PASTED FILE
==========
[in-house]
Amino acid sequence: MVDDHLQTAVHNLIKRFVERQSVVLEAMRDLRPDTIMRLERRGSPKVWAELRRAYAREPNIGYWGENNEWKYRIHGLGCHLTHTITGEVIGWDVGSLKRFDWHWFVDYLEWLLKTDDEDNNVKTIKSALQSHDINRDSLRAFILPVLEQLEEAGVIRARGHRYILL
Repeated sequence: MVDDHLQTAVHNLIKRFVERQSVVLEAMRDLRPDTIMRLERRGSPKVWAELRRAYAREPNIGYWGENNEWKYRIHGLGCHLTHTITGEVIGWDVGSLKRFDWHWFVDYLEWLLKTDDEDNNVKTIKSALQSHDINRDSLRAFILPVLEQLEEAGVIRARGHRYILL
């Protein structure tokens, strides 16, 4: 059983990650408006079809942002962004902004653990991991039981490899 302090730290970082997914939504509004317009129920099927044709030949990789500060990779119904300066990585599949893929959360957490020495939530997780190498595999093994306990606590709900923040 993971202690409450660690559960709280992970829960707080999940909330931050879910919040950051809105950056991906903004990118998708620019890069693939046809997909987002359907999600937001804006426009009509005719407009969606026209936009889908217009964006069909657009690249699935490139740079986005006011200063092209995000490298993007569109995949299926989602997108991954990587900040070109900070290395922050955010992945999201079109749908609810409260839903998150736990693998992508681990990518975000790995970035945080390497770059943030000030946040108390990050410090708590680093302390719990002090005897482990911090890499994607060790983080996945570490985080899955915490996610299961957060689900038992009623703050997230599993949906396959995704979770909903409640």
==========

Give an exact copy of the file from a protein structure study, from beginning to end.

[in-house]
Amino acid sequence: MVDDHLQTAVHNLIKRFVERQSVVLEAMRDLRPDTIMRLERRGSPKVWAELRRAYAREPNIGYWGENNEWKYRIHGLGCHLTHTITGEVIGWDVGSLKRFDWHWFVDYLEWLLKTDDEDNNVKTIKSALQSHDINRDSLRAFILPVLEQLEEAGVIRARGHRYILL
Repeated sequence: MVDDHLQTAVHNLIKRFVERQSVVLEAMRDLRPDTIMRLERRGSPKVWAELRRAYAREPNIGYWGENNEWKYRIHGLGCHLTHTITGEVIGWDVGSLKRFDWHWFVDYLEWLLKTDDEDNNVKTIKSALQSHDINRDSLRAFILPVLEQLEEAGVIRARGHRYILL
């Protein structure tokens, strides 16, 4: 059983990650408006079809942002962004902004653990991991039981490899 302090730290970082997914939504509004317009129920099927044709030949990789500060990779119904300066990585599949893929959360957490020495939530997780190498595999093994306990606590709900923040 993971202690409450660690559960709280992970829960707080999940909330931050879910919040950051809105950056991906903004990118998708620019890069693939046809997909987002359907999600937001804006426009009509005719407009969606026209936009889908217009964006069909657009690249699935490139740079986005006011200063092209995000490298993007569109995949299926989602997108991954990587900040070109900070290395922050955010992945999201079109749908609810409260839903998150736990693998992508681990990518975000790995970035945080390497770059943030000030946040108390990050410090708590680093302390719990002090005897482990911090890499994607060790983080996945570490985080899955915490996610299961957060689900038992009623703050997230599993949906396959995704979770909903409640």